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Copy of Volcanoes
Transcript of Copy of Volcanoes
Akash, Ehtisham and Omar How are volcanoes formed? Types of eruptions. Impact on Climate Where are volcanoes mostly found? Introduction to Volcanoes Volcanoes are vents that expel different substances into air
Magma and lots of gas builds up that make it erupt
Mountain-like mounds are what remains after material spewed
Volcanoes are made of tectonic plaes that crashed into each other Dormant, active and extinct volcanoes Active volcanoes: Still erupting or has had a recent eruption
Dormant volcano: Volcano that is not erupting but there is a likely chance of future eruption.
Extinct volcanoes: Not had a eruption for a long time, and not expected to. Earth's Layers There are 4 layers:
can be cold
floats on the mantle below it
Lithosphere and Asthenosphere
Lithosphere is the hard part of the earths surface
asthenosphere is the layer below the lithosphere
hot dense and thick Types of Volcanoes Hazards of Volcanoes Cinders ( when lava solidifies and cools)
Pahoehoe: When gases and magma dissolve, violently erupts.
A,a: Destroys everything in path, breaks into pieces called clinker
Block: Slow, becomes smooth and block like
Sheet Lava: Very fast, pools in low lying areas Types of lava flows Due to the greenhouse effect and the haze effect global climates can increase or decrease after a volcanic eruption Effusive
Hawaiian Plate tectonics: Large pieces of rock that make up the earth’s crust
Volcanic vent: An opening, crack or rupture on the earth’s surface that allows volcanic fragments to escape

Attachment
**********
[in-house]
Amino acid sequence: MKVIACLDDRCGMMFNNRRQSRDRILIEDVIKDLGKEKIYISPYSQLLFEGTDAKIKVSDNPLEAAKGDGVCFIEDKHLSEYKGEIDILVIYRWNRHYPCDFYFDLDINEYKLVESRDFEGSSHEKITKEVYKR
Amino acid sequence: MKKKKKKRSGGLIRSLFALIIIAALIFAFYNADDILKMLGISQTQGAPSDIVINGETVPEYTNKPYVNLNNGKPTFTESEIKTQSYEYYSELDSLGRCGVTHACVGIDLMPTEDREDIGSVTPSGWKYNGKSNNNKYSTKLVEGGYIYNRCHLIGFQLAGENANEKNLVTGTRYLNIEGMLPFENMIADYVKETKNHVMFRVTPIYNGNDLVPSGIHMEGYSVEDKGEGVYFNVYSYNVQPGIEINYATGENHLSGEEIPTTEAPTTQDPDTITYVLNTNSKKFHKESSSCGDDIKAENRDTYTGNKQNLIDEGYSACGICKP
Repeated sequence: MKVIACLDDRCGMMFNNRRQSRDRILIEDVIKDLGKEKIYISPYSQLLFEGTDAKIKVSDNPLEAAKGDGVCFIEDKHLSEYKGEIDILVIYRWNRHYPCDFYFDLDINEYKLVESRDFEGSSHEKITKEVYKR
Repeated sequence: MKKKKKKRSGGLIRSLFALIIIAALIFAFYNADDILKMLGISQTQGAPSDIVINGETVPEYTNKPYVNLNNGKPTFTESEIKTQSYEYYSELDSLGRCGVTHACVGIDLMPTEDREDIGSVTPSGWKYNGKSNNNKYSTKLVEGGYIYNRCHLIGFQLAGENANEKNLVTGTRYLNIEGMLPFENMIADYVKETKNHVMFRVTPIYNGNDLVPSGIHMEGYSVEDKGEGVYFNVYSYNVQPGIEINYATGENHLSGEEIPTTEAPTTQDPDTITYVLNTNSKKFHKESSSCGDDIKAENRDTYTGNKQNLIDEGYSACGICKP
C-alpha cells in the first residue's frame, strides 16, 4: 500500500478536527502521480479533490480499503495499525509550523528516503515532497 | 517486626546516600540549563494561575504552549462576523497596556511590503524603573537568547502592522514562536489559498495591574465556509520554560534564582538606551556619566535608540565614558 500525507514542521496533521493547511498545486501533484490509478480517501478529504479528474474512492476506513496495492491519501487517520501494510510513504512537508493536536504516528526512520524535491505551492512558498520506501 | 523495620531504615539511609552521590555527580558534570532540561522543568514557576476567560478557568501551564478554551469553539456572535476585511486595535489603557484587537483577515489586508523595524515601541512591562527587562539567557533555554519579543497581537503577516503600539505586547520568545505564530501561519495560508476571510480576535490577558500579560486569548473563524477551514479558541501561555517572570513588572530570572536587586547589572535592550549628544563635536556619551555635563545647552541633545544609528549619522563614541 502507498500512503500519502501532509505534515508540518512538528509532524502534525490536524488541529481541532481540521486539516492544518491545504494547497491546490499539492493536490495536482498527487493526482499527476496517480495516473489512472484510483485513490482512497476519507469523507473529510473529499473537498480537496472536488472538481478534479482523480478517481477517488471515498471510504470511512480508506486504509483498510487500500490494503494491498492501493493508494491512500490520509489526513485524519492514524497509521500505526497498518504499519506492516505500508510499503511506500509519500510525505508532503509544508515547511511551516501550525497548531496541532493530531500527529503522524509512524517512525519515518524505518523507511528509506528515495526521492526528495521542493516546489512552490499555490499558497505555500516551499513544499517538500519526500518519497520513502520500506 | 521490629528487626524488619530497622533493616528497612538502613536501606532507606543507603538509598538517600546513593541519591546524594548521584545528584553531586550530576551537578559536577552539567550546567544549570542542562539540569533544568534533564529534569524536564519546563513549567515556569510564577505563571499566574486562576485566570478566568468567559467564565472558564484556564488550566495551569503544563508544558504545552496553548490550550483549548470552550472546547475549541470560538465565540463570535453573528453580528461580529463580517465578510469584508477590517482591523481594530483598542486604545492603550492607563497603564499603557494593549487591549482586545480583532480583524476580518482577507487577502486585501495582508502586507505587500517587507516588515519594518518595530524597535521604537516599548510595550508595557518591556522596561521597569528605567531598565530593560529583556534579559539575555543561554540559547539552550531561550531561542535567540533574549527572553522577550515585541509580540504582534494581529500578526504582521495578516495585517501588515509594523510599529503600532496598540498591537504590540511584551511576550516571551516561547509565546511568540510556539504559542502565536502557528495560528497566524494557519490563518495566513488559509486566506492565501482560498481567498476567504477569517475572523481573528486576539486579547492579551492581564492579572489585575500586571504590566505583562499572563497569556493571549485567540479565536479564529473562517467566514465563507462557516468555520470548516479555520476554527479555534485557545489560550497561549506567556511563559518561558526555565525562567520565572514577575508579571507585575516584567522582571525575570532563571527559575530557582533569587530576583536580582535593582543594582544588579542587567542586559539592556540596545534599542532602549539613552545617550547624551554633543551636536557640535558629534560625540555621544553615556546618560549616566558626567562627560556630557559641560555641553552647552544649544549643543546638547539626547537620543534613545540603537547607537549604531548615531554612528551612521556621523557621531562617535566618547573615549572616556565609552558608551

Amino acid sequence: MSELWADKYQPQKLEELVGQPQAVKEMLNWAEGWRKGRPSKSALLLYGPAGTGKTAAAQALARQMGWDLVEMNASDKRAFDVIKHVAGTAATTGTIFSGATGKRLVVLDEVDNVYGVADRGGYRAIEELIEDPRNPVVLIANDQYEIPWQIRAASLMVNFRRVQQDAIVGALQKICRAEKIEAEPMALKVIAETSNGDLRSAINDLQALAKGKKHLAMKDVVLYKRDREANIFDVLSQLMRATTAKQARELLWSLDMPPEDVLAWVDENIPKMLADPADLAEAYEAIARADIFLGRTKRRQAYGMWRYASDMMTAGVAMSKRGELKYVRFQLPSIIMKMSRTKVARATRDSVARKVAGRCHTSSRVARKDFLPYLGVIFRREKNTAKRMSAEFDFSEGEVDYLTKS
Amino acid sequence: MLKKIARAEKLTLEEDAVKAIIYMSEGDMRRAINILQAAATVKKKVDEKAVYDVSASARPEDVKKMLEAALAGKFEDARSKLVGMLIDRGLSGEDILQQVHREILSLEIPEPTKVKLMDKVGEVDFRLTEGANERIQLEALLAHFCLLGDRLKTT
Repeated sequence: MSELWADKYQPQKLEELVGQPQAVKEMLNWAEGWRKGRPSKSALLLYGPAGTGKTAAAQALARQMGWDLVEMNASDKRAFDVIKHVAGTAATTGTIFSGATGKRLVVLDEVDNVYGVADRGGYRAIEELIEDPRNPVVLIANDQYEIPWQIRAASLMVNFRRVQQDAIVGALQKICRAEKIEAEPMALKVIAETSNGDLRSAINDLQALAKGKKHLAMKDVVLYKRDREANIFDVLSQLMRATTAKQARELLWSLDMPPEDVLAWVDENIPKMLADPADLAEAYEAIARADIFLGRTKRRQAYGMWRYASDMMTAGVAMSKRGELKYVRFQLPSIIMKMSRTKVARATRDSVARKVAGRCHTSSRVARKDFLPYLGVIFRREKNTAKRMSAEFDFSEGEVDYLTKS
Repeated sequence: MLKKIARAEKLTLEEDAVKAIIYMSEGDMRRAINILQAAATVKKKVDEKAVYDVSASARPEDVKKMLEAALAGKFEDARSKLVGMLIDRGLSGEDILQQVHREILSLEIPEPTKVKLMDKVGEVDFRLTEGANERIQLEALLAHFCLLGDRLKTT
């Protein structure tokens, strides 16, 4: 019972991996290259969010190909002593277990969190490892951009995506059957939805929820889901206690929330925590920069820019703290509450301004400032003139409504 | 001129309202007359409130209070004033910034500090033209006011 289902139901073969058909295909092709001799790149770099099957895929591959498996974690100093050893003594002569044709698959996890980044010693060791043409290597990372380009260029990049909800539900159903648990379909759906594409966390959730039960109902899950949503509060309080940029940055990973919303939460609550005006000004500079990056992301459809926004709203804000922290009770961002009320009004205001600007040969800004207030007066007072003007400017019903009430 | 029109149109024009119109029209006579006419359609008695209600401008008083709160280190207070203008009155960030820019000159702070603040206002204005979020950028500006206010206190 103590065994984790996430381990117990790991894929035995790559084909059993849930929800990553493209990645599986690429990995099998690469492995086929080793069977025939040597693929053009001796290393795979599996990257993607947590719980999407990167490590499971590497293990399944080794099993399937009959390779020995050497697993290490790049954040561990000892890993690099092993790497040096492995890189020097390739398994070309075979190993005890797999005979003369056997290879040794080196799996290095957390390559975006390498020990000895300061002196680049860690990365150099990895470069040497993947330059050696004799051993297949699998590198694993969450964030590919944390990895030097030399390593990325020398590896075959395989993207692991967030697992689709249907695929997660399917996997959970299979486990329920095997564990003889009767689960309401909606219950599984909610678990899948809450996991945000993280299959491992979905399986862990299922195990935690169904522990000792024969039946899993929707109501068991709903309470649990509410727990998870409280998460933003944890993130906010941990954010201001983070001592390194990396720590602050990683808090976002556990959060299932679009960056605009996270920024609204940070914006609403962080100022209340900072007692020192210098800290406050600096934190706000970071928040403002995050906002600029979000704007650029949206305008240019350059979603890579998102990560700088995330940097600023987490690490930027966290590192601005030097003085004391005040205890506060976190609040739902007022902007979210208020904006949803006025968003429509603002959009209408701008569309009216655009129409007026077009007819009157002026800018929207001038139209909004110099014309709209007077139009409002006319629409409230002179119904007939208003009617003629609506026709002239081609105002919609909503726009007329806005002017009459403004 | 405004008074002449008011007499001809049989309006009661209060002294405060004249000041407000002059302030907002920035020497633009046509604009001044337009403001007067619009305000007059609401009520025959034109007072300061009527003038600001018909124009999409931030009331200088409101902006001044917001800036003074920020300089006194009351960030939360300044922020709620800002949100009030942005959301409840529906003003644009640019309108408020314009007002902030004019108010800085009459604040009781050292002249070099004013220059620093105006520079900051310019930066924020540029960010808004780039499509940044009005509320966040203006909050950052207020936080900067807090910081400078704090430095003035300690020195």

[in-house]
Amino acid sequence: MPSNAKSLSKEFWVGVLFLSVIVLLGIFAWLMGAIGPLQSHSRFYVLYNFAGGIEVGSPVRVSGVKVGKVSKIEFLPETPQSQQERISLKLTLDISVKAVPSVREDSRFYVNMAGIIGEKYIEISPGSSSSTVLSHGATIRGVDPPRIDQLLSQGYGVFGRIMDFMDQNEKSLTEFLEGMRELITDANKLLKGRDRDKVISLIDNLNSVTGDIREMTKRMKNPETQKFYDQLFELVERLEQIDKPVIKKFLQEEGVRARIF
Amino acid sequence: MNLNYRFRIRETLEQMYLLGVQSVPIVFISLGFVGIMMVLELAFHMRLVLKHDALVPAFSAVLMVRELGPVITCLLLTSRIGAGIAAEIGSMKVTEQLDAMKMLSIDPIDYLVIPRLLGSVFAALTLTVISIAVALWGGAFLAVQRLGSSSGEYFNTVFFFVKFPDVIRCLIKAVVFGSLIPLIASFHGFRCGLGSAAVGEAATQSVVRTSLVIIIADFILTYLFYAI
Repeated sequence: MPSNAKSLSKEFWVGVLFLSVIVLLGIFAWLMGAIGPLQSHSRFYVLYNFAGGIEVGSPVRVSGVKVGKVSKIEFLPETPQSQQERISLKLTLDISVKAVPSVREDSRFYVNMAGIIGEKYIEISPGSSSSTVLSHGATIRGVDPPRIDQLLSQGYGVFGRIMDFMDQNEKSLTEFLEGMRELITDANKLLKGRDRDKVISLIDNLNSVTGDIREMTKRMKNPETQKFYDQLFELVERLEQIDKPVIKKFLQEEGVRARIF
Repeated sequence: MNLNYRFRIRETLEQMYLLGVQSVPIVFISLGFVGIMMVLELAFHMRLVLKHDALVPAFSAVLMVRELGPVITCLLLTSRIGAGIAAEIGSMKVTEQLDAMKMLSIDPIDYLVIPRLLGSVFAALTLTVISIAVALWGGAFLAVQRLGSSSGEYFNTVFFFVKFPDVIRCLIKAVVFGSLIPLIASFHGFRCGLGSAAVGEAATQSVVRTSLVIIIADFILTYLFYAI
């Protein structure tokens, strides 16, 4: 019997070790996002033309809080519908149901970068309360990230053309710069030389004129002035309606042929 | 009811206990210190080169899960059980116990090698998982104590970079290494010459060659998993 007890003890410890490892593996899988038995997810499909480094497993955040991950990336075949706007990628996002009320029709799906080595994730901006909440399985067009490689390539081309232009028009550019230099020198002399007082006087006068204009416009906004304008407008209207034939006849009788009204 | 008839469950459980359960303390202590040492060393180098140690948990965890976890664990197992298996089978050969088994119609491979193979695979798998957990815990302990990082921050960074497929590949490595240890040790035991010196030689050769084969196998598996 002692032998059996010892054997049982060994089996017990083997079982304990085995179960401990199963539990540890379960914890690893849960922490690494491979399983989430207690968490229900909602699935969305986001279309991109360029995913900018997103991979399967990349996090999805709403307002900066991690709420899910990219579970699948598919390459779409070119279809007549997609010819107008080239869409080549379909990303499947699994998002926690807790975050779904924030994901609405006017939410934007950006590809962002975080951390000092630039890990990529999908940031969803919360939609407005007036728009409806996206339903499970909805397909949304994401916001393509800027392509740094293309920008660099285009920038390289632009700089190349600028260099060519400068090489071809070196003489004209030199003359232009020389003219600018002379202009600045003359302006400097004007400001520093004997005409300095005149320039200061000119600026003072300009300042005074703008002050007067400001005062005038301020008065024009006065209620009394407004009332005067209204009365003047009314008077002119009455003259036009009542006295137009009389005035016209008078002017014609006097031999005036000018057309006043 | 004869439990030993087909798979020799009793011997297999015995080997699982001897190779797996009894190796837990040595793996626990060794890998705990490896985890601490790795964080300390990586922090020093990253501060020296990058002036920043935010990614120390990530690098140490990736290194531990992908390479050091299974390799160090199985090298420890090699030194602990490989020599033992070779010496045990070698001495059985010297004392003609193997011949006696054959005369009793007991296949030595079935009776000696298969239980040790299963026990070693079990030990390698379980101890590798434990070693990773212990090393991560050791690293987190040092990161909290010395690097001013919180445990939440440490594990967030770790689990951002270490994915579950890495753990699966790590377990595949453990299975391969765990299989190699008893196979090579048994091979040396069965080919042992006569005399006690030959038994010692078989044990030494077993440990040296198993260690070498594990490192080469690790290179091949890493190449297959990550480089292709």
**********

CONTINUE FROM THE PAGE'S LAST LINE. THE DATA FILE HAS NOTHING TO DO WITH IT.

Magma: Molten rock or material flowing below the earth’s crust
Volcanic Trench: a trench or ridge created due to the collision of tectonic plates.
Lava Flow: Stream of molten lava.
Volcanic Eruption: Sudden emission of volcanic material from a volcano or fissure.
Basalt lava: Molten basalt.
Clinker: shattered, sharp pieces of cooled magma.
Viscosity: The thickness of an object and its resistance to flow.
Pressure: physical force that is continually exerted on or against an object
Slope: How steep something is.
Pumice: light volcanic rock created when a gas-rich lava solidifies rapidly.
Eruptive columns: cloud of ash spewed during a volcanic eruption.
Bombs: molten rock larger than 6.4cm.
Temphra: lava that cools and hardens in the air and falls as ash and rock fragments.
Silica: main component of magma and the more silica there is the more viscous the magma is.
Nuée ardente: large amount of hot gas and other volcanic fragments
Central vents: opening at earth’s surface and forms a volcanic conduit.
Fissures: long narrow opening or crack on the earth’s surface on the flanks of a volcano.
Fire fountains: eruption of molten lava from a volcanic vent
Scoria: cindery fragments of cool lava.
Splatters: molten rock
Lava Lake: large amounts of lava contained in a depression, crater or volcanic vent
Hot spots: An area with a large amount of volcanic activity.
Coulees: short and steep lava domes.
Dikes: thin layer of volcanic rock
Calderas: remains of a volcano that are basin shaped and steep walled depressions in the ground. Vocabulary Minerals found in volcanoes
Aluminum ore called bauxite is found in weathered volcanoes. Aluminum has a wide range if common uses